Staff Sgt. Nathan Sisk, 341st Civil Engineer Squadron emergency management technician, helps Michael Mercer, National Weather Service member, place date stickers onto Malmstrom’s StormReady® signs. The base was certified as StormReady® on May 3 and two signs will be posted at each gate respectively signifying the accomplishment. (U.S. Air Force photo/Airman 1st Class Cortney Paxton)
Staff Sgt. Nathan Sisk, 341st Civil Engineer Squadron emergency management technician, and Dave Chandler, 341st CES sign shop member, hang a StormReady® sign on a post near the base’s front gate. This StormReady® certification properly signifies that Malmstrom Air Force Base has the capabilities to keep it’s community aware of and safe from significant inclement weather changes. (U.S. Air Force photo/Airman 1st Class Cortney Paxton)
Members of the 341st CES emergency management team listen as Col. Angela Stout, 341st Mission Support Group commander, far right, addresses them on the importance of the recent StormReady® certification during a sign-posting ceremony June 8. The base was certified May 3. (U.S. Air Force photo/Airman 1st Class Cortney Paxton)
by Airman 1st Class Cortney Paxton
341st Missile Wing Public Affairs
6/21/2012 - MALMSTROM AIR FORCE BASE, Mont. -- Montana can sometimes be infamous for its inconsistent weather changes and the dangers that come with them. So for Team Malmstrom members, it's important to know when there's hazardous weather in the forecast.
Malmstrom Air Force Base was certified as StormReady® on May 3 due to a combination of efforts from the base's emergency management and weather teams. A ceremony was conducted June 8 to present several emergency management Airmen two StormReady® signs, which will be posted at each gate.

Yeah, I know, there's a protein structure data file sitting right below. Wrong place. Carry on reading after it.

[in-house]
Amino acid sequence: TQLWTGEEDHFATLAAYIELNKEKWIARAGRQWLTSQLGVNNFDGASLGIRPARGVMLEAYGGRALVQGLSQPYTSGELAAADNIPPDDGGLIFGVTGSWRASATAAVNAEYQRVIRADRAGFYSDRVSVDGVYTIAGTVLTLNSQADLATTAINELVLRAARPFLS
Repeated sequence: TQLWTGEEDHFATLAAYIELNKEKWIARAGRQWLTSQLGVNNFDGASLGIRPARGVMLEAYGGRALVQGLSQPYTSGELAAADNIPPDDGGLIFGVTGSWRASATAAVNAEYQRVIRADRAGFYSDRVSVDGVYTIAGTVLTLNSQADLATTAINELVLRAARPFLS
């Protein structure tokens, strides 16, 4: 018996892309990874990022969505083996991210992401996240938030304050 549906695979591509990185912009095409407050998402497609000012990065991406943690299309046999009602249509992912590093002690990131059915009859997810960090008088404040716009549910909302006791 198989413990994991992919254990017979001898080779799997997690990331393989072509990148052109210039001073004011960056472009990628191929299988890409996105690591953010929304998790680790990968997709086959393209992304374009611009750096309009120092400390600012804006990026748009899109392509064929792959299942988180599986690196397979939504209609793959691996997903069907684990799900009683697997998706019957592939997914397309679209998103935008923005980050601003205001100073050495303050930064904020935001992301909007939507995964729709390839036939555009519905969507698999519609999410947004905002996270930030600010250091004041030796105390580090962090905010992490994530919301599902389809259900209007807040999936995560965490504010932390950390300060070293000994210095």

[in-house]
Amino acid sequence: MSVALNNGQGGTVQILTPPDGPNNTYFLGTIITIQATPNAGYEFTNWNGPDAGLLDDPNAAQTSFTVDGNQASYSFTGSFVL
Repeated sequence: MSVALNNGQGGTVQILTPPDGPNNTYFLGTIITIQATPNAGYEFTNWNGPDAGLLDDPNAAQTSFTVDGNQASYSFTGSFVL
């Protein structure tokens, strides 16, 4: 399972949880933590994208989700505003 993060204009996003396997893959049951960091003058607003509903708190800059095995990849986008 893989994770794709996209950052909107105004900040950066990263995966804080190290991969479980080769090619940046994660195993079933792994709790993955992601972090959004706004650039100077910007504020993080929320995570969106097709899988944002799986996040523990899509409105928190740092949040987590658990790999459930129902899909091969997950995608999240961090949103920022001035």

A StormReady® certification ensures that communities, whether a city, county or installation, are equipped to alert their population of weather threats.
"I speak of the broader base because I always see your convoys on the roads so I know you're out and about," said Michael Mercer, National Weather Service member. "[Threats in] general are - not just for Great Falls - wind, severe weather, hail, tornadoes, winter storms, flooding and probably extreme cold. Those are probably the biggest threats for [Montana]."
According to the StormReady® website, www.stormready.noaa.gov, "Some 90 percent of all presidentially declared disasters are weather-related, leading to around 500 deaths per year and nearly $14 billion in damage." By having this certification, Malmstrom can help prevent the loss of life and injuries to Airmen as well as avoid some damage from weather-related incidents.
"Anybody entering this base is going to see those signs," said Staff Sgt. Nathan Sisk, 341st Civil Engineer Squadron emergency management technician. "Next to preparedness, this is about education. People are going to see [the signs] and they're going to know we're storm ready and that this base has done what it can. And if they don't know, they're going to start asking questions."
Prior to the certification, Malmstrom had several strategies in place to disseminate weather-related information to the base populace; these included the weather notification pop-ups and emails, and giant voice capabilities. The certification included an evaluation of the base on 17 requirements, each based on population, that were all associated with the distribution of weather-related information to the Airmen on Malmstrom.
"The requirements are based off dissemination and how [the community] receives information," Mercer said. "Do you have weather radios or a website? Do you have strategic locations that are set up to receive information so you're constantly aware? Do you have an EOC? How do you get to know weather radio, or how do you get alerts or warnings? There are just requirements to make sure you can receive information and then you can disseminate it."
Malmstrom is only the 33rd military site to be certified StormReady®, and only the 10th active-duty Air Force base, according to the StormReady® website.
"Because it's a military installation, there is a sense of pride that we're doing a little piece to help protect those who protect us," Mercer said. "It lets me know that the base is prepared and they take preparedness seriously and that the people that serve our country are being protected. Malmstrom can rest assured that their emergency responders on base are watching out for them."
"This is going to have lasting effects," Sisk added. "We've protected the people of this base."